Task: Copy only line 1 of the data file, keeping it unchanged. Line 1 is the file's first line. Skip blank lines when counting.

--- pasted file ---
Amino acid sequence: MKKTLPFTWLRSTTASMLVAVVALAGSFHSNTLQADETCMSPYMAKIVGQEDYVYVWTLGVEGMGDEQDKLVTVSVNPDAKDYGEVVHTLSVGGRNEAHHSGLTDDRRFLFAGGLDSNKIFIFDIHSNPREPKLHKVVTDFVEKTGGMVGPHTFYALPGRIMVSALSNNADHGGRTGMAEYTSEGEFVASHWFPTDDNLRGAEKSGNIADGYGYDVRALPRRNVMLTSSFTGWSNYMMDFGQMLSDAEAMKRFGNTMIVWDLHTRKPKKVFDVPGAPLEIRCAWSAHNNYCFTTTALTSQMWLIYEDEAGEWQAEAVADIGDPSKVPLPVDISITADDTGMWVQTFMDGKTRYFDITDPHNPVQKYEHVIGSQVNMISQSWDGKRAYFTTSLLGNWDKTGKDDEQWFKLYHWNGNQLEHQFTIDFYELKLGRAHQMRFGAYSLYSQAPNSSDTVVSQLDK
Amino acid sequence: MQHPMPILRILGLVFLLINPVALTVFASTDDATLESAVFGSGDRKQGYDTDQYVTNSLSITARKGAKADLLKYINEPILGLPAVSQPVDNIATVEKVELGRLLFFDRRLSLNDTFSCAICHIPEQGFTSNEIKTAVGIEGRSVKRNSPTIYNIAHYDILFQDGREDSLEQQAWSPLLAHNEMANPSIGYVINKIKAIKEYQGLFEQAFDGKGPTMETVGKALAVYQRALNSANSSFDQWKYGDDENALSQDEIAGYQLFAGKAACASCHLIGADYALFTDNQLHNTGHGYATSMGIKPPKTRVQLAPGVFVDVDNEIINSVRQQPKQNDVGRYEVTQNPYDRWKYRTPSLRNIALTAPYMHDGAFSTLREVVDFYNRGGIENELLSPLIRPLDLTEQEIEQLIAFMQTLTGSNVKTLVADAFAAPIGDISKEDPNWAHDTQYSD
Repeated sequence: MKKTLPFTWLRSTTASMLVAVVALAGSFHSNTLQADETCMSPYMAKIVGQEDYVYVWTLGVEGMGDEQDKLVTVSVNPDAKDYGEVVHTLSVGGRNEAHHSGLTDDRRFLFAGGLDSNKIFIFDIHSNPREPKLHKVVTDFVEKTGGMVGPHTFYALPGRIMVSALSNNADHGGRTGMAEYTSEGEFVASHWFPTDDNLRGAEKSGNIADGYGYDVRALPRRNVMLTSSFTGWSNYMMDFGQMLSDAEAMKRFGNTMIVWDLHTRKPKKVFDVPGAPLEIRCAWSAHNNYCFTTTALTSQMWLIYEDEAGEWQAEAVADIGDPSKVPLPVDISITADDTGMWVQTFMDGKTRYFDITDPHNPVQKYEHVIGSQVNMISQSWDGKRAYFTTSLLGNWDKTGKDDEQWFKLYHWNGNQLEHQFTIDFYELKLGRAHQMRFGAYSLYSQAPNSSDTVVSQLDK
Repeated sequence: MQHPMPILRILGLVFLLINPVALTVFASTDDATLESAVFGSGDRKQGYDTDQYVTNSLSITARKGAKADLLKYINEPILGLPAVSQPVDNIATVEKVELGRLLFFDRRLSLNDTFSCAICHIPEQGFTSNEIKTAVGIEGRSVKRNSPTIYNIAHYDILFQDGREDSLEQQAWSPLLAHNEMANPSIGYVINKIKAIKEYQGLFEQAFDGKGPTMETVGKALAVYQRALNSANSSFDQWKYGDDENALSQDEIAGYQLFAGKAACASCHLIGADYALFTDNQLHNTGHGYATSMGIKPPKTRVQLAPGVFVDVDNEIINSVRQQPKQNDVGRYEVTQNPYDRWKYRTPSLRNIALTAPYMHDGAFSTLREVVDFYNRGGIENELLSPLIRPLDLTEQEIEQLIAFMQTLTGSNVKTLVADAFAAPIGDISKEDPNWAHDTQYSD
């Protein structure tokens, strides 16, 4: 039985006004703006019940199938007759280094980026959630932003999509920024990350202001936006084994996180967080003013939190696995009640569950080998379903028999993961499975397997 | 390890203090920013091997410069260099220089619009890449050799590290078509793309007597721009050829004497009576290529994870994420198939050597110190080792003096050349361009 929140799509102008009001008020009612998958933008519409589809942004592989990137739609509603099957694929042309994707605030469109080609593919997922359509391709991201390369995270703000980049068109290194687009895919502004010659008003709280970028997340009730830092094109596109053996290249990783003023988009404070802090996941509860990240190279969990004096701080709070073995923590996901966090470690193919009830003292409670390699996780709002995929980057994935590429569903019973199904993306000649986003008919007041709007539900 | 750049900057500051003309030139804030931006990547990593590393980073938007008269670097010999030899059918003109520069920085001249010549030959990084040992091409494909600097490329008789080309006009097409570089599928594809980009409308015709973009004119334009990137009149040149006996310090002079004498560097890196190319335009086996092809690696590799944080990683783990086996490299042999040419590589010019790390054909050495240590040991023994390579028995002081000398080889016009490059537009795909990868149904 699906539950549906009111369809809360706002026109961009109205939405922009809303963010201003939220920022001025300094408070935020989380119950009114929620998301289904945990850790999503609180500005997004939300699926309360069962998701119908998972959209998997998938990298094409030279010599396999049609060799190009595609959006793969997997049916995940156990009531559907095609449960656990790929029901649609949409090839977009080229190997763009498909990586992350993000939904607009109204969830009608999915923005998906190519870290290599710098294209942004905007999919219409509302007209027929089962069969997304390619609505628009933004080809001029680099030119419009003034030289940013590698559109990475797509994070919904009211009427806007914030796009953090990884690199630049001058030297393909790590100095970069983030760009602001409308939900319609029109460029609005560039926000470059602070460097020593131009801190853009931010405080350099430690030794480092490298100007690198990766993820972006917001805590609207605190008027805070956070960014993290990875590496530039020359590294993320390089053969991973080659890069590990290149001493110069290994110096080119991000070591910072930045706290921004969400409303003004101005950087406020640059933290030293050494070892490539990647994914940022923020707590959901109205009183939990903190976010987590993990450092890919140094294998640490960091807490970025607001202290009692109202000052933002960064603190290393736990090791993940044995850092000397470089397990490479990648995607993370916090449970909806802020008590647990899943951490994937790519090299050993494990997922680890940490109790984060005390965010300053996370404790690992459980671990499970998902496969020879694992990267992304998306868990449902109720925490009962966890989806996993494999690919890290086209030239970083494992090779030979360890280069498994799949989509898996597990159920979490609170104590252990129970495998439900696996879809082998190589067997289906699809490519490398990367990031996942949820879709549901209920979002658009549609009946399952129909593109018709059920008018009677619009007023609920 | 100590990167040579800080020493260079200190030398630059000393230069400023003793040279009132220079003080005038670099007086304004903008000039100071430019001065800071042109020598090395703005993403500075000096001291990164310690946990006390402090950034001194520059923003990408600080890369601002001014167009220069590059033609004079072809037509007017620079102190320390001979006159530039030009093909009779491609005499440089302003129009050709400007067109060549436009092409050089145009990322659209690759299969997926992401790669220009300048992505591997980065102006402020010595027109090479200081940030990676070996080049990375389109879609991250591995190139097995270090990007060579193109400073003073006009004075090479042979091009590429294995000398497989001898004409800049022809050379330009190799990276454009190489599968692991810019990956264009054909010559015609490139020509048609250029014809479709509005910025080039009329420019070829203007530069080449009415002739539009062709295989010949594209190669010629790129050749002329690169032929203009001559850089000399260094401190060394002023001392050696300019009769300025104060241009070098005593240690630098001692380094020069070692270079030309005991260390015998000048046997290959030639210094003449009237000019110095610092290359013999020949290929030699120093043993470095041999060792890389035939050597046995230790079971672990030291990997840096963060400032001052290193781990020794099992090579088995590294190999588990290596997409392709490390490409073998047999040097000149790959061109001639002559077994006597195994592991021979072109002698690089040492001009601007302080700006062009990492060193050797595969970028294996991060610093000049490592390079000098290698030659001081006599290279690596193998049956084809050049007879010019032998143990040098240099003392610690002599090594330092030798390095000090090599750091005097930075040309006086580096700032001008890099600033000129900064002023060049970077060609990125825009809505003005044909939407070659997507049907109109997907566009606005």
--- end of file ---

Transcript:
Amino acid sequence: MKKTLPFTWLRSTTASMLVAVVALAGSFHSNTLQADETCMSPYMAKIVGQEDYVYVWTLGVEGMGDEQDKLVTVSVNPDAKDYGEVVHTLSVGGRNEAHHSGLTDDRRFLFAGGLDSNKIFIFDIHSNPREPKLHKVVTDFVEKTGGMVGPHTFYALPGRIMVSALSNNADHGGRTGMAEYTSEGEFVASHWFPTDDNLRGAEKSGNIADGYGYDVRALPRRNVMLTSSFTGWSNYMMDFGQMLSDAEAMKRFGNTMIVWDLHTRKPKKVFDVPGAPLEIRCAWSAHNNYCFTTTALTSQMWLIYEDEAGEWQAEAVADIGDPSKVPLPVDISITADDTGMWVQTFMDGKTRYFDITDPHNPVQKYEHVIGSQVNMISQSWDGKRAYFTTSLLGNWDKTGKDDEQWFKLYHWNGNQLEHQFTIDFYELKLGRAHQMRFGAYSLYSQAPNSSDTVVSQLDK